Naples

Ann Veronica Janssens, CL9 Pink Shadow, 2015–16, annealed glass, PVC filter CL9, 82 5/8 × 41 3/8 × 6".

Ann Veronica Janssens, CL9 Pink Shadow, 2015–16, annealed glass, PVC filter CL9, 82 5/8 × 41 3/8 × 6".

Ann Veronica Janssens

Alfonso Artiaco

Ann Veronica Janssens, CL9 Pink Shadow, 2015–16, annealed glass, PVC filter CL9, 82 5/8 × 41 3/8 × 6".

Employing a range of materials that are carefully chosen to investigate the cognitive processes tied to the sensory experience of reality, Ann Veronica Janssens creates installations that are radically minimal yet exuberantly expressive. The British artist, who lives and works in Brussels, approaches her practice with an almost scientific rigor. Her work draws heavily on physics in its consideration of the properties and variances of matter. Janssens’s sculptures in particular foreground various qualities of light: refraction, reflection, equilibrium, undulation, perspective, luster, transparency, lightness, and fluidity. The research driving her practice parallels that of artists inspired by the experimental investigations of the California Light and Space group, who focus on sensory phenomena and on interactive dynamics with the viewer (among them Olafur Eliasson, Leo Villareal, Rafael Lozano-Hemmer, and Spencer Finch). Janssens’s aesthetic strategy, moreover, concentrates on the immaterial characteristics of light, which she transforms into tactile, almost tangible visual experiences. In this sense her works can be considered actual devices, intended to create experiences of visual instability based on the variability of perception.

For her fourth show at Alfonso Artiaco’s Naples gallery, Janssens created a series of works that probe their material substrates. The artist’s skillful use of the space allowed the play of light and color to further activate the works’ reflective surfaces. In the glitter sculptures on view (Untitled [pink glitter], 2016; Untitled [blue glitter], 2015; and Untitled [white glitter], 2016), the work is reduced to its extreme essentials—single-pigment glitter hurled onto the floor in an apparently random fashion, creating evanescent puddles that become a residual trace of the artist’s gestural activity. That gesture tends to turn the material into something perceived as fluid, with light acting as a disturbing element. In contrast, Candy Sculpture 812/3 608-805, 2015, expresses a completely different essentiality. Instead of entropically expanding and drifting as various forces activate it, this work, whose striated colors bring to mind a piece of candy, features three superimposed blocks of colored glass compressed into a cube.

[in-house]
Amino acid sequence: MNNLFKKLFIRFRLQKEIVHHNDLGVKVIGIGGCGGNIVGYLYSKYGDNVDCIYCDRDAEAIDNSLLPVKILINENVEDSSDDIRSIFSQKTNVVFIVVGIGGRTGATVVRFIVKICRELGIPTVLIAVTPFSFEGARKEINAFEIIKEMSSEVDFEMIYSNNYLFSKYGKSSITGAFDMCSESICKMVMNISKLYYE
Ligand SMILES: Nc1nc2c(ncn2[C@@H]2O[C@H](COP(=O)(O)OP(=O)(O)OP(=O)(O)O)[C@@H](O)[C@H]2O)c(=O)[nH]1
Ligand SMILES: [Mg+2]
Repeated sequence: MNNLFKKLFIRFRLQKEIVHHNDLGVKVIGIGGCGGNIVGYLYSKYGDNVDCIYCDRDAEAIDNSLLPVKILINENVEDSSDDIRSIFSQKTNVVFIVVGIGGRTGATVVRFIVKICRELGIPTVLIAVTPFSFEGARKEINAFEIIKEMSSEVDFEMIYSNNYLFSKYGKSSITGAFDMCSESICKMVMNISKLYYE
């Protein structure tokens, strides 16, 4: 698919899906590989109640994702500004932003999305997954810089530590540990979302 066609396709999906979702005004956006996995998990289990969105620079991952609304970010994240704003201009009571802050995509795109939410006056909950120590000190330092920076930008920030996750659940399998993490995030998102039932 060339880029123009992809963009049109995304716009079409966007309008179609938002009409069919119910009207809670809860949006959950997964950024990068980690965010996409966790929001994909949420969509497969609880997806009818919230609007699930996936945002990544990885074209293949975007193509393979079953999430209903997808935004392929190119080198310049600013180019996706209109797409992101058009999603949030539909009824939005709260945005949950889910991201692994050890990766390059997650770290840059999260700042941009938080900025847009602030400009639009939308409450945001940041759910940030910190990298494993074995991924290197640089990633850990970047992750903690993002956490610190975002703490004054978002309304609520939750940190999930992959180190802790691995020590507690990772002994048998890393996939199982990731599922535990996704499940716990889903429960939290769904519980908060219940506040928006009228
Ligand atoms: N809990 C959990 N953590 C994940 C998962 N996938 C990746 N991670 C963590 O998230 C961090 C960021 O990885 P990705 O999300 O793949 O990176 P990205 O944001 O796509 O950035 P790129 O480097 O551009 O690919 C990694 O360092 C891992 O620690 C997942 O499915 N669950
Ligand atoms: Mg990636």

The same material reappears in a set of works whose delicate vertical panels rest against the wall, their milled surfaces taking on different colors depending on whether they are illuminated by natural or artificial light. This effect is achieved by the insertion, inside the panels, of dichroic filters that make the surfaces shimmer seductively with delicate chromatic variations that, as in the glitter series, are explicated in the titles (CL9GN35 Sunset Bright Green, 2016; CL2 Blue Shadow, 2015–16; and CL9 Pink Shadow, 2015–16). Untitled (Steel Bar Crossing the Wall), 2016, with, again, a self-explanatory title, is nothing but a steel bar that traverses a dividing wall of the gallery, simultaneously inhabiting two rooms. This piece revives a sensibility that was present in Janssens’s work in the late ’80s, for which she created spatial extensions of preexisting architecture that invited the viewer to confront the corporality of these spaces, with the goal of rendering mutable the perception of the material or the surrounding architecture. The gallery was thus occupied by heterogeneous works that created a kaleidoscope of colors and lights. These works, whose symbolic references were intriguingly suggestive, were also profoundly stimulating to the eye. The diversity of the materials and their possible variations helped the viewer not to capture the elusive but rather to experience the multiple forms that it could assume, in an attempt to discover the irreducibly subjective truth of the work.

Eugenio Viola

Translated from Italian by Marguerite Shore.